country where unemployment is now hovering around 80 per cent, both men hope
a ticket to Mozambique will deliver them from a bleak future. Unlike Makosi,
the chain-smoking Mangwiro intends to leave his family behind. He has been
staying with his in-laws ever since self-styled "war veterans" - encouraged
by President Robert Mugabe to take over white-owned farms - invaded Easton's
land two years ago. "It's quite downgrading for me, because I have lived off
my wife's parents for the last two years," Mangwiro explains. "I haven't had
any kind of job since then and that's why I am quite happy to be leaving."

Zimbabwean white farmers have been flocking to Mozambique ever since the
fast-track land-resettlement program was initiated by Mugabe's government in
2000. There have been widespread reports that the farmers are arranging work
permits for their ex-employees, whose experience they dearly need. And says
Cremildo Rundo, deputy head of agriculture and rural development in Manica
province: "We see the Zimbabwean farmers as investors, not as refugees."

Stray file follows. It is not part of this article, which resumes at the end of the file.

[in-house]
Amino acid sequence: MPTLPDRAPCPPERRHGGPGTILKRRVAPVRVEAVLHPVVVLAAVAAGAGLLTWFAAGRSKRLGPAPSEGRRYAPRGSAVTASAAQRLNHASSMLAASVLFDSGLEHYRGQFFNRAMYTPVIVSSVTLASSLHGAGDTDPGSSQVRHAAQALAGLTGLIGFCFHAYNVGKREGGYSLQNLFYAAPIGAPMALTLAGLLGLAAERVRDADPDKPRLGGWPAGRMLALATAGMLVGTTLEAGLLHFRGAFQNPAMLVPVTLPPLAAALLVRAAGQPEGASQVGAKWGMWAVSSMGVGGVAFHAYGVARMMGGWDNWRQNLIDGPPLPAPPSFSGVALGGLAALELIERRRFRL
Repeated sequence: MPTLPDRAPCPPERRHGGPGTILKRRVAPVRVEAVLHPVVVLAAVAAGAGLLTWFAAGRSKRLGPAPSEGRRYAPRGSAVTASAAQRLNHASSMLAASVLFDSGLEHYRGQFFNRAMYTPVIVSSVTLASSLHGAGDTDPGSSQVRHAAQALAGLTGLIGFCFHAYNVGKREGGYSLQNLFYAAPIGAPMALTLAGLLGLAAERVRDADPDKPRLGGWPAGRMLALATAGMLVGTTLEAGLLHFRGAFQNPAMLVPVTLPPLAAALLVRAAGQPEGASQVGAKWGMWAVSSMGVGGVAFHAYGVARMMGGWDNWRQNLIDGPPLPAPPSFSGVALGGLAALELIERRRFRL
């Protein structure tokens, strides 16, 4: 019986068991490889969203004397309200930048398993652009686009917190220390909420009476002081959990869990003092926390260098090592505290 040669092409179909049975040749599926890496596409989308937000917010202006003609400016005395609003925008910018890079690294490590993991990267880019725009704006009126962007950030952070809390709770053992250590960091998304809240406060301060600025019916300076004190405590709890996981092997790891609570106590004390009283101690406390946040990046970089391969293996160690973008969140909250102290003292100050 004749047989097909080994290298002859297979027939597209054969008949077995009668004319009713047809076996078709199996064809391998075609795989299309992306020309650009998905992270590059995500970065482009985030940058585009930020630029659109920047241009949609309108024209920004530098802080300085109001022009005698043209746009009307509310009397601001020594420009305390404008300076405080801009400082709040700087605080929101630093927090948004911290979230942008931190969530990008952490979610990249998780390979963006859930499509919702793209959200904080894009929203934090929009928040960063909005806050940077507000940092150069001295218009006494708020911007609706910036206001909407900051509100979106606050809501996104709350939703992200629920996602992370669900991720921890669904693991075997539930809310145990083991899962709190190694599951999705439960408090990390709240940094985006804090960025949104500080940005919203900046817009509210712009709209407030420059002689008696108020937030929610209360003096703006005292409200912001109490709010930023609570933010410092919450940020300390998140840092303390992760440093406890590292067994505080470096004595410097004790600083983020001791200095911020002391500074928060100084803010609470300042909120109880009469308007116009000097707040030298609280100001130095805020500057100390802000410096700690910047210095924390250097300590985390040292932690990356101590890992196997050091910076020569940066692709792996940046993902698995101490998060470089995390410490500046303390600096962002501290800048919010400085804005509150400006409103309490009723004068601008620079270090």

Nearly half of Zimbabwe's estimated 400,000 farm workers have been deprived
of their jobs and statistics released by the government show that only about
10 per cent of former farm workers are beneficiaries of the land-reform
program. Recent research by the Southern African Development
Community-affiliated Famine Early Warning Network noted that "even if the
rainfall situation turns out to be good, the critical shortage of inputs
would seriously affect Zimbabwe's 2003-04 agricultural season." The mounting
foreign currency shortages continue to limit the availability of critical
supplies of fuel, fertilizers and spare parts for the repair and maintenance
of agricultural equipment. An official with the Washington-based Refugees
International monitoring organization says a recent fact-finding mission to
Zimbabwe found that "many former farm workers have been expelled from
communities in which they have attempted to resettle. Those who have been
lucky to be employed on resettled farms are paid less than $10 a month."

Neither has the road to recognition been uncomplicated for the beneficiaries
of the reform exercise. George Seremwe is not a veteran of the bloody 1970s
war of liberation, but through his government connections, he has managed to
acquire more than 300 hectares of land that once belonged to a white farmer.
Relishing the opportunity to concentrate on his new-found farming career, he
quit his job with a Netherlands-based U.S. consultancy company. But now he's
a worried man. "Last year," he says, "we brought some flowers to Amsterdam